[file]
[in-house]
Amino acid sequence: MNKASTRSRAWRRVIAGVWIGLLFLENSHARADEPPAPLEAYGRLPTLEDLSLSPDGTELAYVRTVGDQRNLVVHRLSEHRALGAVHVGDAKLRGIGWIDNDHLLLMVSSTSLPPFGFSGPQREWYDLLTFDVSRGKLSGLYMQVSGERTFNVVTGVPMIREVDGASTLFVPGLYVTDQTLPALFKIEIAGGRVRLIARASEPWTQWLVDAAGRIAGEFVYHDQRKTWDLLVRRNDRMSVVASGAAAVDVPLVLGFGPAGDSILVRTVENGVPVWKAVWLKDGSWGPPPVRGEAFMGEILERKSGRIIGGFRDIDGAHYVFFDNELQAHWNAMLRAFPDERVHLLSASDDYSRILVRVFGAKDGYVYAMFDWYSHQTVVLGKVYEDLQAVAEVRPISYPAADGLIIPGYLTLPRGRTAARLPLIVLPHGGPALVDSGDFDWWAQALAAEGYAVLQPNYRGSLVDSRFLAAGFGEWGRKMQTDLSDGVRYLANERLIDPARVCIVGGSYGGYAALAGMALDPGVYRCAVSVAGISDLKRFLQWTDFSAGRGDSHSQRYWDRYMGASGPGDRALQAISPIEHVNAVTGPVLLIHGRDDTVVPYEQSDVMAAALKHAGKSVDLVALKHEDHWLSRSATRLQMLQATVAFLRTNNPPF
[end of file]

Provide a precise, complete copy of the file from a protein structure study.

[in-house]
Amino acid sequence: MNKASTRSRAWRRVIAGVWIGLLFLENSHARADEPPAPLEAYGRLPTLEDLSLSPDGTELAYVRTVGDQRNLVVHRLSEHRALGAVHVGDAKLRGIGWIDNDHLLLMVSSTSLPPFGFSGPQREWYDLLTFDVSRGKLSGLYMQVSGERTFNVVTGVPMIREVDGASTLFVPGLYVTDQTLPALFKIEIAGGRVRLIARASEPWTQWLVDAAGRIAGEFVYHDQRKTWDLLVRRNDRMSVVASGAAAVDVPLVLGFGPAGDSILVRTVENGVPVWKAVWLKDGSWGPPPVRGEAFMGEILERKSGRIIGGFRDIDGAHYVFFDNELQAHWNAMLRAFPDERVHLLSASDDYSRILVRVFGAKDGYVYAMFDWYSHQTVVLGKVYEDLQAVAEVRPISYPAADGLIIPGYLTLPRGRTAARLPLIVLPHGGPALVDSGDFDWWAQALAAEGYAVLQPNYRGSLVDSRFLAAGFGEWGRKMQTDLSDGVRYLANERLIDPARVCIVGGSYGGYAALAGMALDPGVYRCAVSVAGISDLKRFLQWTDFSAGRGDSHSQRYWDRYMGASGPGDRALQAISPIEHVNAVTGPVLLIHGRDDTVVPYEQSDVMAAALKHAGKSVDLVALKHEDHWLSRSATRLQMLQATVAFLRTNNPPF